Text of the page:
December 2nd, 1979
Dinner and Maryjean and Jim’s new home in Maryland’ good-feeling, big family sort of house in an affluent suburban neighborhood. Jim’s two brothers Jeff and John were there, and John’s wife and kid. Such good-hearted, smart, funny people. Quick to laugh and joke and direct in expression of friendship and good will. How restorative it felt to spend such a nice evening of fireside camaraderie instead of the morbid introspection of most of my friends. Dinner conversation flew from funny, animated stories about high school, serious, earnest conversation about the lack of immediate help for mental illness in our society to first hand accounts of Iranian demonstrations about town. A nice, friendly night. Later, they drove me home; shivering starry night.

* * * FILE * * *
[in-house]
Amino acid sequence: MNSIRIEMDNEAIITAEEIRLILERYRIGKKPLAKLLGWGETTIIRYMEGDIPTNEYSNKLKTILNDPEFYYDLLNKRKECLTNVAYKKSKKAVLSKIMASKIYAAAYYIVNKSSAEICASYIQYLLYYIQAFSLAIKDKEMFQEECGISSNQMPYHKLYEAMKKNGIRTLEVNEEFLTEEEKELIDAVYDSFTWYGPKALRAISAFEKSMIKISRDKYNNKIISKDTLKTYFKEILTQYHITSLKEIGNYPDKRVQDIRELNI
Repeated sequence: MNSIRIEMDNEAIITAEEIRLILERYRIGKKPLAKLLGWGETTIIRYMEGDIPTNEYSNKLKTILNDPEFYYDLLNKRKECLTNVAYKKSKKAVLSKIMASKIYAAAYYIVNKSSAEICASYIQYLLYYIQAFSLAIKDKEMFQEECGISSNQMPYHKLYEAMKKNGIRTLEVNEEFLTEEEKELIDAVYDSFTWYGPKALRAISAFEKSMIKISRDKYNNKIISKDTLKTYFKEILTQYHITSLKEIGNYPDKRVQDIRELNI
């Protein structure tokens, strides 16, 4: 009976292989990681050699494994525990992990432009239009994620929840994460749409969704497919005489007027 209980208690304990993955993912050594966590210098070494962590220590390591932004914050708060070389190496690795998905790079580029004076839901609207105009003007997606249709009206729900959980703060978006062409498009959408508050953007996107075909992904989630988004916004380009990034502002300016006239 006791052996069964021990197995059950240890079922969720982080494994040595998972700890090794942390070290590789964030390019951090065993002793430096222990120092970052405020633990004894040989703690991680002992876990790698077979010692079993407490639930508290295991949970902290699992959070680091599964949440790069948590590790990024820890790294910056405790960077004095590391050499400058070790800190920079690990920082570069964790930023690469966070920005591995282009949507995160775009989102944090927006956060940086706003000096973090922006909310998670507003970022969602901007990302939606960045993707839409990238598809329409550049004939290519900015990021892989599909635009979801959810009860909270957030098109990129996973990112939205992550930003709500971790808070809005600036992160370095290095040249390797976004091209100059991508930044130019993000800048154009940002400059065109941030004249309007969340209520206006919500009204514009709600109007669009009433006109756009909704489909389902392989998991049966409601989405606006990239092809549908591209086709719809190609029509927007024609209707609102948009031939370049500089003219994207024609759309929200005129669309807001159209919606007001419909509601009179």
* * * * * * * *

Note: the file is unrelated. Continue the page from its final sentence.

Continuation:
Walter Cronkite shows me photos of starving Cambodian children. Rice books on the stove to the steady tick of the timer. The washing machine thumps and whirs upstairs. My dogs curl next to me on the sofa. I write in my own shadows: and that’s the way it is, Monday night, December second, nineteen seventy nine.